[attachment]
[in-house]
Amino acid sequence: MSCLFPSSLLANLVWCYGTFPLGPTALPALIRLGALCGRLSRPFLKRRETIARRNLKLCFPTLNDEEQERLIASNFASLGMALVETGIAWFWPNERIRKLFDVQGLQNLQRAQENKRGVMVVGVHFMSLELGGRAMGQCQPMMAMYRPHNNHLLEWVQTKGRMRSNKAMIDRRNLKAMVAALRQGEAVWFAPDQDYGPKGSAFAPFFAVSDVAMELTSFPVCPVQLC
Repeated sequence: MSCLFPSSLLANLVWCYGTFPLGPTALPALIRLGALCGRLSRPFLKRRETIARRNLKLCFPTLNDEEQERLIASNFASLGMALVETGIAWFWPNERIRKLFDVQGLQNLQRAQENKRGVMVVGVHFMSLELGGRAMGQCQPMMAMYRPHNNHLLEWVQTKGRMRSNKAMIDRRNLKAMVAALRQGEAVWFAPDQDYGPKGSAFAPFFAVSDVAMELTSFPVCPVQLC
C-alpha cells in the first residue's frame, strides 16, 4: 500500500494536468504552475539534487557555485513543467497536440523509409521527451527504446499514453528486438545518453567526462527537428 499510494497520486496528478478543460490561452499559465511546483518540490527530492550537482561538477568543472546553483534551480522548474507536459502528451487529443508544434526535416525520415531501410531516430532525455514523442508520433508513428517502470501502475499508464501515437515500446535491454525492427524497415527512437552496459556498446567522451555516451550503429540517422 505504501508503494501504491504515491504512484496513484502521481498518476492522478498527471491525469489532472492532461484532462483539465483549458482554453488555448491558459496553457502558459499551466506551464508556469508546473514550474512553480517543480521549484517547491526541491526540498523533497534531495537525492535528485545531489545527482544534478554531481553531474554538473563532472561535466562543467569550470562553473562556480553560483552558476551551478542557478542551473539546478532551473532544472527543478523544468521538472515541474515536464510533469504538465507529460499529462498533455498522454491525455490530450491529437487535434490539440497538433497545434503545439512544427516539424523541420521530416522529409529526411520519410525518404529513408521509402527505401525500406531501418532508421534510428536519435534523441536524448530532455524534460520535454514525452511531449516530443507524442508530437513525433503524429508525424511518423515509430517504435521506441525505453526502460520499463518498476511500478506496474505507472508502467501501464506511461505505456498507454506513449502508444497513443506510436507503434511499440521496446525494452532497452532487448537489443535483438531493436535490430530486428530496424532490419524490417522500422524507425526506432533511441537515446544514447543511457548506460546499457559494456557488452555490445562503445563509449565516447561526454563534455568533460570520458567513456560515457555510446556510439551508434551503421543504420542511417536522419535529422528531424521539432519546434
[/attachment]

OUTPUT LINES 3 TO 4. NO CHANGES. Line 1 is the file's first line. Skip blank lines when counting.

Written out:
Repeated sequence: MSCLFPSSLLANLVWCYGTFPLGPTALPALIRLGALCGRLSRPFLKRRETIARRNLKLCFPTLNDEEQERLIASNFASLGMALVETGIAWFWPNERIRKLFDVQGLQNLQRAQENKRGVMVVGVHFMSLELGGRAMGQCQPMMAMYRPHNNHLLEWVQTKGRMRSNKAMIDRRNLKAMVAALRQGEAVWFAPDQDYGPKGSAFAPFFAVSDVAMELTSFPVCPVQLC
C-alpha cells in the first residue's frame, strides 16, 4: 500500500494536468504552475539534487557555485513543467497536440523509409521527451527504446499514453528486438545518453567526462527537428 499510494497520486496528478478543460490561452499559465511546483518540490527530492550537482561538477568543472546553483534551480522548474507536459502528451487529443508544434526535416525520415531501410531516430532525455514523442508520433508513428517502470501502475499508464501515437515500446535491454525492427524497415527512437552496459556498446567522451555516451550503429540517422 505504501508503494501504491504515491504512484496513484502521481498518476492522478498527471491525469489532472492532461484532462483539465483549458482554453488555448491558459496553457502558459499551466506551464508556469508546473514550474512553480517543480521549484517547491526541491526540498523533497534531495537525492535528485545531489545527482544534478554531481553531474554538473563532472561535466562543467569550470562553473562556480553560483552558476551551478542557478542551473539546478532551473532544472527543478523544468521538472515541474515536464510533469504538465507529460499529462498533455498522454491525455490530450491529437487535434490539440497538433497545434503545439512544427516539424523541420521530416522529409529526411520519410525518404529513408521509402527505401525500406531501418532508421534510428536519435534523441536524448530532455524534460520535454514525452511531449516530443507524442508530437513525433503524429508525424511518423515509430517504435521506441525505453526502460520499463518498476511500478506496474505507472508502467501501464506511461505505456498507454506513449502508444497513443506510436507503434511499440521496446525494452532497452532487448537489443535483438531493436535490430530486428530496424532490419524490417522500422524507425526506432533511441537515446544514447543511457548506460546499457559494456557488452555490445562503445563509449565516447561526454563534455568533460570520458567513456560515457555510446556510439551508434551503421543504420542511417536522419535529422528531424521539432519546434